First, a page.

Province of Jumhurikesh
luDominmne aJumhurikesh (Packilvanian)
Motto: "Yadhaabgurashekhi weluNahir Jumhur" (Packilvanian)
("Cross the Jumhur River")
Anthem: "leTahiy leBenaan aleBakhil leSurih (Packilvanian)
(Glad Tidings of the Rushing Waters)
|Location of Jumhurikesh
and largest city
|Recognised regional languages
|Subnational non-federal devolved entity
• Judge President
|Provincial Legislature of Jumhurikesh
|Highest level administrative division
|1,500,000 km2 (580,000 sq mi) (2nd in Packilvania)
|1.026 trillion KRB
|Today part of
The Province of Jumhurikesh (Packilvanian: luDominmne aJumhurikesh) is one of the highest-level administrative divisions of Packilvania. Entirely landlocked, it borders Shakar to the north west, Ashura to the west, Iganar to the south, Fidakar to the south east, Allegheny, to the east and Drakkengard to the north east. It is the second largest province in Packilvania by land area.
Jumhurikesh is named after the Jumhur River which is one of the three largest rivers of Packilvania, alongside the Ufrata River and the Meked River (after which Mekedesh is named). The suffix -esh at the end of the name is an ancient convention in Packilvanian nomenclature to indicate that a word was referring to the watershed or basin of a large body of water such as a lake or a river. The term Jumhur comes from the Jumhur Empire which ruled over an area coextensive with modern-day Jumhurikesh that existed from the early 1000s BCE to the late 700s CE when they were defeated and amalgamated into Packilvania by the Iktanite dynasty. The term Jumhur is of unknown origin.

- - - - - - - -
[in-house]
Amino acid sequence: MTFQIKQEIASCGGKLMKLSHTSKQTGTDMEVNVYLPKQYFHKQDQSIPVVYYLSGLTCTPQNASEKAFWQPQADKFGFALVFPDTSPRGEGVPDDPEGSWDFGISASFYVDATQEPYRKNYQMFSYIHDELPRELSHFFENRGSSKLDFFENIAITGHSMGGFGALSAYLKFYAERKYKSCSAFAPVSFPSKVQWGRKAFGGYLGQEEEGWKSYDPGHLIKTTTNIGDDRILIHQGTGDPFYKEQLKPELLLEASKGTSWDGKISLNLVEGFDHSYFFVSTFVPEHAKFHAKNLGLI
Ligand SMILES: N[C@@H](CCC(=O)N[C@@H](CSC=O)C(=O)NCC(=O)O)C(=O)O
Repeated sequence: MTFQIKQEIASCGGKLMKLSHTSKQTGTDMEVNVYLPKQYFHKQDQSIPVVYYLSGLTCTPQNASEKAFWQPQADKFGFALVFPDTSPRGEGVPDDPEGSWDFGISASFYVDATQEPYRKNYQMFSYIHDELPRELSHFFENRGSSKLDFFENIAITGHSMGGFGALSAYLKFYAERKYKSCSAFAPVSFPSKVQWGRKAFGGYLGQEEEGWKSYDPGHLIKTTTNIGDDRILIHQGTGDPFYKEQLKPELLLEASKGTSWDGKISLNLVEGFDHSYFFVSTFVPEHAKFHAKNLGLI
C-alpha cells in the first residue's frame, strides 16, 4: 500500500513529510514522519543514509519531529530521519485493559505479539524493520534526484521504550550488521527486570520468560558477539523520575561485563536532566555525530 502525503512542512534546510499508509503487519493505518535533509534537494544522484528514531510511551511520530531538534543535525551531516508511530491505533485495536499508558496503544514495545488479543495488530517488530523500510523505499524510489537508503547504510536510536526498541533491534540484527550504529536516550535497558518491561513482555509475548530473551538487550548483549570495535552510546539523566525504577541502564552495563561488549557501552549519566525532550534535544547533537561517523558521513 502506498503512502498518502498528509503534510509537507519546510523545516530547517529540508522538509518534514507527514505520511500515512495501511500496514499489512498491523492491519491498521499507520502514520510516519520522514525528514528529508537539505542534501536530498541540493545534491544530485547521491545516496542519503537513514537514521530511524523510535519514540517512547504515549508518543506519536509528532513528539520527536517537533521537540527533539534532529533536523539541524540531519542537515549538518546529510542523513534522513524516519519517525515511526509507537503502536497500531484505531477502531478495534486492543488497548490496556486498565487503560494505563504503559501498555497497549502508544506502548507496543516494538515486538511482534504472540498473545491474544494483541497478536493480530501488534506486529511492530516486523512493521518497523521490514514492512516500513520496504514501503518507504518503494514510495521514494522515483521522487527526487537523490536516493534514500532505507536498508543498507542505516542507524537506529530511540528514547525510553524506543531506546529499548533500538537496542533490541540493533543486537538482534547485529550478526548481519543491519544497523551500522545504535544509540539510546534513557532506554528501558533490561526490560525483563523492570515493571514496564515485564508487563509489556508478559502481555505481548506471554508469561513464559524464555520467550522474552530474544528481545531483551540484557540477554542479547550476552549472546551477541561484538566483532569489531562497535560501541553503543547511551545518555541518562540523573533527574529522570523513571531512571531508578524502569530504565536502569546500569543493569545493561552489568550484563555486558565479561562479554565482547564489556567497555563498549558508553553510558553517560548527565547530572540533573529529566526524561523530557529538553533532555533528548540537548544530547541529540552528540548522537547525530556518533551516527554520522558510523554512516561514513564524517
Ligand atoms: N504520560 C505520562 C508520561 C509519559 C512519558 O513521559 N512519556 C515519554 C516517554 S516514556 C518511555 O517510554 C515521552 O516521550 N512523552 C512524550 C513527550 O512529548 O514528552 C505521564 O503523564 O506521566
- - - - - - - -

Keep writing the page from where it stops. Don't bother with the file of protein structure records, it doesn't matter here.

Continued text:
Jumhurikesh has been devolved powers to make laws over a wide range of topics and to manage its internal affairs by the Imperial Government through legislation passed by the Parliament of Packilvania and promulgated by the Sultan of Packilvania. The Meer is appointed by the Sultan at his pleasure and he in turn appoints the Premier and Provincial Council of Ministers who handle the daily running of the province, anf the execution and proposal of laws. The legislative branch consists of the Provincial Legislature (which has an appointed upper house called the Legislative Council and a lotterial lower house called the Representative Assembly) and the Meer who promulgates provincial laws. The judicial branch consists of courts appointed and controlled by the Imperial Government, the highest of which is the High Court of Jumhurikesh.
Jumhurikesh was one of the first provinces to be conquered by the Carriers of Mercy at the beginning of the Second Packilvanian Civil War and was under their administration for approximately 9 years before the Sultanate of Packilvania was formally reestablished in 1985. During that time, Jumhurian political thinkers joined the Carriers of Mercy and assumed important positions within its ranks. Many of their ideas, such as implementing a modern form of the medieval consultative bodies formed of everyday citizens through lotterial selection were proliferated throughout the country.